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USA: FDA Finalizes Guidance on Waivers for Bioavailability and Bioequivalence Studies

Tuesday, December 26, 2017: The US Food and Drug Administration (FDA) finalized guidance for sponsors who wish to request a waiver of an in vivo bioavailability (BA) and/or bioequivalence (BE) study requirements for immediate release (IR) solid oral dosage forms based on an approach termed the Biopharmaceutics Classification System (BCS).

The guidance, finalized from a 2015 draft, explains what is necessary for sponsors of investigational new drugs (INDs) and applicants of new drug applications (NDAs), abbreviated new drug applications (ANDAs) and supplements who wish to request a waiver.

FDA says these recommendations are intended to apply to waivers requested during the IND period and the NDA stage or for ANDAs, i.e.: "(1) subsequent in vivo BA or BE studies of formulations after the initial establishment of the in vivo BA of IR solid oral dosage forms during the IND period, and (2) in vivo BE studies of IR solid oral dosage forms in NDAs, ANDAs, and supplements to these applications."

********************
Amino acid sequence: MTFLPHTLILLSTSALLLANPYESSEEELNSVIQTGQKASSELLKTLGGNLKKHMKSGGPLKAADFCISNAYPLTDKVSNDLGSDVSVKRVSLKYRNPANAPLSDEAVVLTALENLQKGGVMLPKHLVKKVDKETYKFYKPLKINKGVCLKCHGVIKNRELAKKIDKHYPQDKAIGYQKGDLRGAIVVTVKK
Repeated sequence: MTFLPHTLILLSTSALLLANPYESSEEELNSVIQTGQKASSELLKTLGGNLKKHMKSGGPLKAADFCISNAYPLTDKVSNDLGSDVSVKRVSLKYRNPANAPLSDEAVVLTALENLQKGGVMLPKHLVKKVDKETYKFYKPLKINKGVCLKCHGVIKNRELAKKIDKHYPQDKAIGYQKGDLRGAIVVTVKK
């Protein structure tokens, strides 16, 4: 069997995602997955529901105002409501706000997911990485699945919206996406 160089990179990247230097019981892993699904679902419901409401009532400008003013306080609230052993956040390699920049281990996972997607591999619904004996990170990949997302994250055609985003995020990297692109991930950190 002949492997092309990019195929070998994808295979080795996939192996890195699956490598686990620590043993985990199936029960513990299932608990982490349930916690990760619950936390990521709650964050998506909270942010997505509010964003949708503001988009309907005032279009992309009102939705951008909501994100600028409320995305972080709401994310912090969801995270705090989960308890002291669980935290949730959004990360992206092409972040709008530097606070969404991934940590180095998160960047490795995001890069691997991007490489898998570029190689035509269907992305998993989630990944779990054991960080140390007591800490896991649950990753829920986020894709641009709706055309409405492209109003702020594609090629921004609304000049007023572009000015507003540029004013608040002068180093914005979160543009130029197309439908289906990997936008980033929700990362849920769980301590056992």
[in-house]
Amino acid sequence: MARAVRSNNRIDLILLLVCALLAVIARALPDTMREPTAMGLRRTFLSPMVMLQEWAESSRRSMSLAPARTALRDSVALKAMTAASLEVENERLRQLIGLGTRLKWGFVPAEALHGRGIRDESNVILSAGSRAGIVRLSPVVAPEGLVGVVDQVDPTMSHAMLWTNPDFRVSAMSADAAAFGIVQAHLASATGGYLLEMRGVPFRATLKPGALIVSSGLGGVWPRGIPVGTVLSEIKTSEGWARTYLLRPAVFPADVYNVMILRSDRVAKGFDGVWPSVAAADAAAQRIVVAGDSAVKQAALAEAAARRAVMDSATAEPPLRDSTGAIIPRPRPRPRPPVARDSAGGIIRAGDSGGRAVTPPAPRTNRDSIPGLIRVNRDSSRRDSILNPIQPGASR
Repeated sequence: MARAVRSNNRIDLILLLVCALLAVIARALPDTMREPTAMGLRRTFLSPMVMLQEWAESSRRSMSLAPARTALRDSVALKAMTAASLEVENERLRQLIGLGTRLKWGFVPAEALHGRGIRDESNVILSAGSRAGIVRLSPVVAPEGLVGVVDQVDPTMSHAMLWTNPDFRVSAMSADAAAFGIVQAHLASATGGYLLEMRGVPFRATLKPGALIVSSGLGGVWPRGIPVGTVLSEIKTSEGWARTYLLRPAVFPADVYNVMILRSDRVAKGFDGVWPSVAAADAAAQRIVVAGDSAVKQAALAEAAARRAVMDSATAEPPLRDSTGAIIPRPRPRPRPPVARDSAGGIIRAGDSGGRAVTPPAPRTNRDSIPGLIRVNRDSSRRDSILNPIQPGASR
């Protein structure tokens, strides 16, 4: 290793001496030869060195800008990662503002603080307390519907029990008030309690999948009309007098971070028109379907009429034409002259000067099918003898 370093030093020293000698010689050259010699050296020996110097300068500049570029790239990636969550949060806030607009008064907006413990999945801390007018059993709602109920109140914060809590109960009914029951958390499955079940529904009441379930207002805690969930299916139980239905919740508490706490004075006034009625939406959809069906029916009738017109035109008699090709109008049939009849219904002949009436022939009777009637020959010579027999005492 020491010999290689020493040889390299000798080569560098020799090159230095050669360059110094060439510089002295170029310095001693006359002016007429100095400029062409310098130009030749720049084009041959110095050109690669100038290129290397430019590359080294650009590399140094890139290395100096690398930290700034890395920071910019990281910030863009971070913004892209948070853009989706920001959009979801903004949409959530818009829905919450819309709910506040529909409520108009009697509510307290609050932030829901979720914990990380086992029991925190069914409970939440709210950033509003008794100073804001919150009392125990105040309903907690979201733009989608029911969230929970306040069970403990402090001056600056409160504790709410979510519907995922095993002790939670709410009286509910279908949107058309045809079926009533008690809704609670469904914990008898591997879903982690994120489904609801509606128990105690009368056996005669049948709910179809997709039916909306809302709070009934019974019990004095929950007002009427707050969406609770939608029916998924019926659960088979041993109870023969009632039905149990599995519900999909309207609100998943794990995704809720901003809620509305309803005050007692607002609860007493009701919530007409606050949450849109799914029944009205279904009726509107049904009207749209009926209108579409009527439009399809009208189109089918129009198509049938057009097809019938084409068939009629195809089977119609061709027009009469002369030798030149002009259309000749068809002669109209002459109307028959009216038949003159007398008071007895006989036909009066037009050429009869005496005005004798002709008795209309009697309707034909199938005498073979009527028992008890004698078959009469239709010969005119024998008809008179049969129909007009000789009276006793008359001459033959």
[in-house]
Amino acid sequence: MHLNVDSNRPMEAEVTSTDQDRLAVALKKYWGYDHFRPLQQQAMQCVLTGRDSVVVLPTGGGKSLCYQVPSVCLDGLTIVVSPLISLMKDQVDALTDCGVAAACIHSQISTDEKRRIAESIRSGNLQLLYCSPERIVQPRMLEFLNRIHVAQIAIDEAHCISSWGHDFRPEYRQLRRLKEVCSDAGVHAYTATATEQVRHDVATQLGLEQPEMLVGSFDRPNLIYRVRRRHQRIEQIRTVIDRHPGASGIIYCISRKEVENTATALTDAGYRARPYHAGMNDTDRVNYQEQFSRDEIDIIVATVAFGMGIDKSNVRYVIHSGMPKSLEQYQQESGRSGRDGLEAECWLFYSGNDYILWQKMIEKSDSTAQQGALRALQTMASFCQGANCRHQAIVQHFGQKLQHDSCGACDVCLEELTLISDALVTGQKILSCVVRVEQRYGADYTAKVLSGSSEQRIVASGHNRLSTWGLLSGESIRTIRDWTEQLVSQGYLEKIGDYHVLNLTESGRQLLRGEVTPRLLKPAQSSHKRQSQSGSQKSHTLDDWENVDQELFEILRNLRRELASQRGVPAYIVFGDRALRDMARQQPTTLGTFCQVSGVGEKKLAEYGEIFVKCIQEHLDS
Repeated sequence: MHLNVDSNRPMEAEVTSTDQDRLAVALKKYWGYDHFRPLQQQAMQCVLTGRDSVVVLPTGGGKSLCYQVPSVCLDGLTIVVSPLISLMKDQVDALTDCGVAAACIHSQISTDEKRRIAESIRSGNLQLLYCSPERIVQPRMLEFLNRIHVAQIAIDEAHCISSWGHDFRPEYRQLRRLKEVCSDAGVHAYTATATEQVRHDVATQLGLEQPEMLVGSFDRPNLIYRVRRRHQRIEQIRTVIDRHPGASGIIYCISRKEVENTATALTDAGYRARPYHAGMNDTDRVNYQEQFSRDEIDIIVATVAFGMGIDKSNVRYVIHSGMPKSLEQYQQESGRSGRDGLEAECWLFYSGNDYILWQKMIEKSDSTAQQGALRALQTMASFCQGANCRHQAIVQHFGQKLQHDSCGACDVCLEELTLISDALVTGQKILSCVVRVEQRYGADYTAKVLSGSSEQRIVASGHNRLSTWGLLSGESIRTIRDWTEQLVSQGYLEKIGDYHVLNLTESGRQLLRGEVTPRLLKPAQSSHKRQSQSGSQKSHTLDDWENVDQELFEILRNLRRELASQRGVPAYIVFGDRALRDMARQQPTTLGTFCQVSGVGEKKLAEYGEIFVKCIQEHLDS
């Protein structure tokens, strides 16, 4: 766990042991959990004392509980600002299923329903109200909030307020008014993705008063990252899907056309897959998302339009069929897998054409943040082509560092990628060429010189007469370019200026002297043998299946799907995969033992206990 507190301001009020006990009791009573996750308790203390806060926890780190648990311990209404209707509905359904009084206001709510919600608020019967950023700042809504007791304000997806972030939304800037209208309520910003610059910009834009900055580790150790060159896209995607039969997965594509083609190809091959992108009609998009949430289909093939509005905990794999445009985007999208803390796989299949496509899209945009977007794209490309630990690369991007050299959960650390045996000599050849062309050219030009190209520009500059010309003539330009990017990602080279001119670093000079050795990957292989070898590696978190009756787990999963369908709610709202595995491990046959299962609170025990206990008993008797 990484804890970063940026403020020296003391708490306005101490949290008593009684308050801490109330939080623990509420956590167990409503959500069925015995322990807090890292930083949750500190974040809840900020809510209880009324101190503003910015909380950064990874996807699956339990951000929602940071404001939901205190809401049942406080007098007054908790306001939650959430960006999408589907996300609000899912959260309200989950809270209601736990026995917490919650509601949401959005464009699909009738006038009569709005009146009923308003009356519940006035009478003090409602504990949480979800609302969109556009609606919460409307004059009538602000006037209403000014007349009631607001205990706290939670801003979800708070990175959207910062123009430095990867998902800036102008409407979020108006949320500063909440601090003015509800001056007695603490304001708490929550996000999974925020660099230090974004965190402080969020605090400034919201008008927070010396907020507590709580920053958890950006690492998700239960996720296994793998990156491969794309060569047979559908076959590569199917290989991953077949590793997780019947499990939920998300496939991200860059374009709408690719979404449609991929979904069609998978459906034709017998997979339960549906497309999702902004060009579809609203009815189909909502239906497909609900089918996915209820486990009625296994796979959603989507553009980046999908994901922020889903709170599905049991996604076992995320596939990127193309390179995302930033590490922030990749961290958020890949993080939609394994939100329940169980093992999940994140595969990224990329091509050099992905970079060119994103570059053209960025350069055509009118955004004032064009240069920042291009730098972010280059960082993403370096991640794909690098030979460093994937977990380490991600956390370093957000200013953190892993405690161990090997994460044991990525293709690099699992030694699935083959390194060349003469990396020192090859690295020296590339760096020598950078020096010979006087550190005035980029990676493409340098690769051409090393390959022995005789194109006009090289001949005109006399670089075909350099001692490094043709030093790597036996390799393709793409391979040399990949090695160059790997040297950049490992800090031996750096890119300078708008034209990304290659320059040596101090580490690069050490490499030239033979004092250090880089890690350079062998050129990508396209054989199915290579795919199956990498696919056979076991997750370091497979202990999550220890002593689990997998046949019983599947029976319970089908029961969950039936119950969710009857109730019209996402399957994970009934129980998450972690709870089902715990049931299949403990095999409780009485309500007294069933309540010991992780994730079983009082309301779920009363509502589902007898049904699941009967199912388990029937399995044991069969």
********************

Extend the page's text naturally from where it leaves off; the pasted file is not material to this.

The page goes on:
The BCS, FDA explains, is a scientific framework for classifying drug substances based on their aqueous solubility and intestinal permeability.

"When combined with the dissolution of the drug product, the BCS takes into account three major factors that govern the rate and extent of drug absorption from IR solid oral dosage forms: (1) dissolution, (2) solubility, and (3) intestinal permeability," the guidance notes. "According to the BCS, drug substances are classified as follows: Class 1: High Solubility – High Permeability Class 2: Low Solubility – High Permeability Class 3: High Solubility – Low Permeability Class 4: Low Solubility – Low Permeability."

In terms of changes between the draft and final guidance, FDA noted: "While many positive comments were received on the published draft guidance, several requests were made for additional clarification regarding the biowaivers for BCS class 3 drug substances, and specific issues pertaining to dissolution and permeability categories. In response, this guidance includes biowaiver extension to BCS class 3 drug products, and additional modifications, such as criteria for high permeability and high solubility."

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